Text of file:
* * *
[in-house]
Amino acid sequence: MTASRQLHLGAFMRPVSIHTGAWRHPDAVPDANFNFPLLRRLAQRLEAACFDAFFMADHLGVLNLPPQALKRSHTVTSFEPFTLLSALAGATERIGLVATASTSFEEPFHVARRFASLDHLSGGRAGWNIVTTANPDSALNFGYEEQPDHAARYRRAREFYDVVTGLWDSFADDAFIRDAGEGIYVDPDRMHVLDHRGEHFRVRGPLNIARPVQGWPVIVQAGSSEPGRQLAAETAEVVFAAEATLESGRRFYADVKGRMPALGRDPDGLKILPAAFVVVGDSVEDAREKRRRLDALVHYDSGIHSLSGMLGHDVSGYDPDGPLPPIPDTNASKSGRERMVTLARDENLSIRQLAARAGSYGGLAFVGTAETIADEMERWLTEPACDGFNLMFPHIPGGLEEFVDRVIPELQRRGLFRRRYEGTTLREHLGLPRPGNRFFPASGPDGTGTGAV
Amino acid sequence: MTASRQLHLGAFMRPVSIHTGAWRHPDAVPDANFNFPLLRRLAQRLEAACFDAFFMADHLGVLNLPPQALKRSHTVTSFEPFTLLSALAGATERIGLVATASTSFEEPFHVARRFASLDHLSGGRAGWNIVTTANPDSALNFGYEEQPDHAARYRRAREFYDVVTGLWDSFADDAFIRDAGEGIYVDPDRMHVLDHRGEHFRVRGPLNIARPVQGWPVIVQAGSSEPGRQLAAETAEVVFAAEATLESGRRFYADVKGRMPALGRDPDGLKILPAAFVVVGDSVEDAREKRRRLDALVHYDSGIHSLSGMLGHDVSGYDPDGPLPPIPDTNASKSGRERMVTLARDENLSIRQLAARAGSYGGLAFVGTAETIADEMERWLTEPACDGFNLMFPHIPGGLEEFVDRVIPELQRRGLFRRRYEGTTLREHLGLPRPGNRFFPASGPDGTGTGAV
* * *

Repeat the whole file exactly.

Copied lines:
[in-house]
Amino acid sequence: MTASRQLHLGAFMRPVSIHTGAWRHPDAVPDANFNFPLLRRLAQRLEAACFDAFFMADHLGVLNLPPQALKRSHTVTSFEPFTLLSALAGATERIGLVATASTSFEEPFHVARRFASLDHLSGGRAGWNIVTTANPDSALNFGYEEQPDHAARYRRAREFYDVVTGLWDSFADDAFIRDAGEGIYVDPDRMHVLDHRGEHFRVRGPLNIARPVQGWPVIVQAGSSEPGRQLAAETAEVVFAAEATLESGRRFYADVKGRMPALGRDPDGLKILPAAFVVVGDSVEDAREKRRRLDALVHYDSGIHSLSGMLGHDVSGYDPDGPLPPIPDTNASKSGRERMVTLARDENLSIRQLAARAGSYGGLAFVGTAETIADEMERWLTEPACDGFNLMFPHIPGGLEEFVDRVIPELQRRGLFRRRYEGTTLREHLGLPRPGNRFFPASGPDGTGTGAV
Amino acid sequence: MTASRQLHLGAFMRPVSIHTGAWRHPDAVPDANFNFPLLRRLAQRLEAACFDAFFMADHLGVLNLPPQALKRSHTVTSFEPFTLLSALAGATERIGLVATASTSFEEPFHVARRFASLDHLSGGRAGWNIVTTANPDSALNFGYEEQPDHAARYRRAREFYDVVTGLWDSFADDAFIRDAGEGIYVDPDRMHVLDHRGEHFRVRGPLNIARPVQGWPVIVQAGSSEPGRQLAAETAEVVFAAEATLESGRRFYADVKGRMPALGRDPDGLKILPAAFVVVGDSVEDAREKRRRLDALVHYDSGIHSLSGMLGHDVSGYDPDGPLPPIPDTNASKSGRERMVTLARDENLSIRQLAARAGSYGGLAFVGTAETIADEMERWLTEPACDGFNLMFPHIPGGLEEFVDRVIPELQRRGLFRRRYEGTTLREHLGLPRPGNRFFPASGPDGTGTGAV